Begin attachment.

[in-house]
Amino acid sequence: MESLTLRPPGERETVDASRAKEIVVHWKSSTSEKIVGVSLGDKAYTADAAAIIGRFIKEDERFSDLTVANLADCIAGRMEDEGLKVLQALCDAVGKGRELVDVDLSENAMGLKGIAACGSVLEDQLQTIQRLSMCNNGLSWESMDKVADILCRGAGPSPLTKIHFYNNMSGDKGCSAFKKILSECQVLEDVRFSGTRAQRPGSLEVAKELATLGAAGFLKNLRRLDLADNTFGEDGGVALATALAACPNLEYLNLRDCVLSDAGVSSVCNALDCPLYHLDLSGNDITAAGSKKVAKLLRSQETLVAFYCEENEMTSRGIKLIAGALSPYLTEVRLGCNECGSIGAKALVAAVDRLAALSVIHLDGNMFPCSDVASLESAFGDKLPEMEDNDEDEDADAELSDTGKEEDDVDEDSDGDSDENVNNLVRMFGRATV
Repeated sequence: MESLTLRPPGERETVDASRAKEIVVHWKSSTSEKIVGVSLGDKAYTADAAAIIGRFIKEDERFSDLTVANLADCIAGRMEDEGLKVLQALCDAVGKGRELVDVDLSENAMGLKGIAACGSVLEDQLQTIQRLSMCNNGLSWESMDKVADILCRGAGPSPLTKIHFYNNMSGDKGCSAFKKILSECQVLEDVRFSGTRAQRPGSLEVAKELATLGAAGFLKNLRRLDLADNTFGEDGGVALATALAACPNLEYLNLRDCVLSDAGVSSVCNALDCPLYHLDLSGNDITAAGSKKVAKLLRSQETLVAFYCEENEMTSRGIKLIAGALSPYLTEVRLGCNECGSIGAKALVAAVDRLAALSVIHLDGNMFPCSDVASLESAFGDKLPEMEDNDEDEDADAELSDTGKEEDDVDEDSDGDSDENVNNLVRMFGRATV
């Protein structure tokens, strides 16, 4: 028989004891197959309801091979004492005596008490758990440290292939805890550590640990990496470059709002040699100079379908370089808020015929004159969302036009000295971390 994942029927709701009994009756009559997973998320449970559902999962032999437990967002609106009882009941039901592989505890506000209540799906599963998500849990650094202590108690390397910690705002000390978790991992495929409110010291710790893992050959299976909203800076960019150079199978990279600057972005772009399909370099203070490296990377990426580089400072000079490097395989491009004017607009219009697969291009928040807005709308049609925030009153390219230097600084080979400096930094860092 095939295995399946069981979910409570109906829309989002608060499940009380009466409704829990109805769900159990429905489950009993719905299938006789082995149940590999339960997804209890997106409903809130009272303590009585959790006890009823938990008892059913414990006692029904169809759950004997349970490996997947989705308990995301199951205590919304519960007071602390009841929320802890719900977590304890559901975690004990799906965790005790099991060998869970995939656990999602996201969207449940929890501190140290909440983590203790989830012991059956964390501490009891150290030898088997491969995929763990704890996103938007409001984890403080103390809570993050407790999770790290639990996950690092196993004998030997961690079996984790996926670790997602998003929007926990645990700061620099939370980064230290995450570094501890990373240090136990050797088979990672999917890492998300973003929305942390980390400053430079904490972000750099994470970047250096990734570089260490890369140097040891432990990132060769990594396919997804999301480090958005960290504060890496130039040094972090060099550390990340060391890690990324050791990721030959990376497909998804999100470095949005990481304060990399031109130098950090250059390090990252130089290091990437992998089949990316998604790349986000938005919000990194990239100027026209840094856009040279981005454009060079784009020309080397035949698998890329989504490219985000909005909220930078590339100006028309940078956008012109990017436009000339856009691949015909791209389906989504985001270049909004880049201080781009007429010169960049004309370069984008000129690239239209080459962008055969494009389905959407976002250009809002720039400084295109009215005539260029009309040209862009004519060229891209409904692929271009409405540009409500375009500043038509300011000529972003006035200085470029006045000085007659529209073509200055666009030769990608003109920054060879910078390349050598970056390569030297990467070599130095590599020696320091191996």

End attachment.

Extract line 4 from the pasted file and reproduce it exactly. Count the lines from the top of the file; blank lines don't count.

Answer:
């Protein structure tokens, strides 16, 4: 028989004891197959309801091979004492005596008490758990440290292939805890550590640990990496470059709002040699100079379908370089808020015929004159969302036009000295971390 994942029927709701009994009756009559997973998320449970559902999962032999437990967002609106009882009941039901592989505890506000209540799906599963998500849990650094202590108690390397910690705002000390978790991992495929409110010291710790893992050959299976909203800076960019150079199978990279600057972005772009399909370099203070490296990377990426580089400072000079490097395989491009004017607009219009697969291009928040807005709308049609925030009153390219230097600084080979400096930094860092 095939295995399946069981979910409570109906829309989002608060499940009380009466409704829990109805769900159990429905489950009993719905299938006789082995149940590999339960997804209890997106409903809130009272303590009585959790006890009823938990008892059913414990006692029904169809759950004997349970490996997947989705308990995301199951205590919304519960007071602390009841929320802890719900977590304890559901975690004990799906965790005790099991060998869970995939656990999602996201969207449940929890501190140290909440983590203790989830012991059956964390501490009891150290030898088997491969995929763990704890996103938007409001984890403080103390809570993050407790999770790290639990996950690092196993004998030997961690079996984790996926670790997602998003929007926990645990700061620099939370980064230290995450570094501890990373240090136990050797088979990672999917890492998300973003929305942390980390400053430079904490972000750099994470970047250096990734570089260490890369140097040891432990990132060769990594396919997804999301480090958005960290504060890496130039040094972090060099550390990340060391890690990324050791990721030959990376497909998804999100470095949005990481304060990399031109130098950090250059390090990252130089290091990437992998089949990316998604790349986000938005919000990194990239100027026209840094856009040279981005454009060079784009020309080397035949698998890329989504490219985000909005909220930078590339100006028309940078956008012109990017436009000339856009691949015909791209389906989504985001270049909004880049201080781009007429010169960049004309370069984008000129690239239209080459962008055969494009389905959407976002250009809002720039400084295109009215005539260029009309040209862009004519060229891209409904692929271009409405540009409500375009500043038509300011000529972003006035200085470029006045000085007659529209073509200055666009030769990608003109920054060879910078390349050598970056390569030297990467070599130095590599020696320091191996």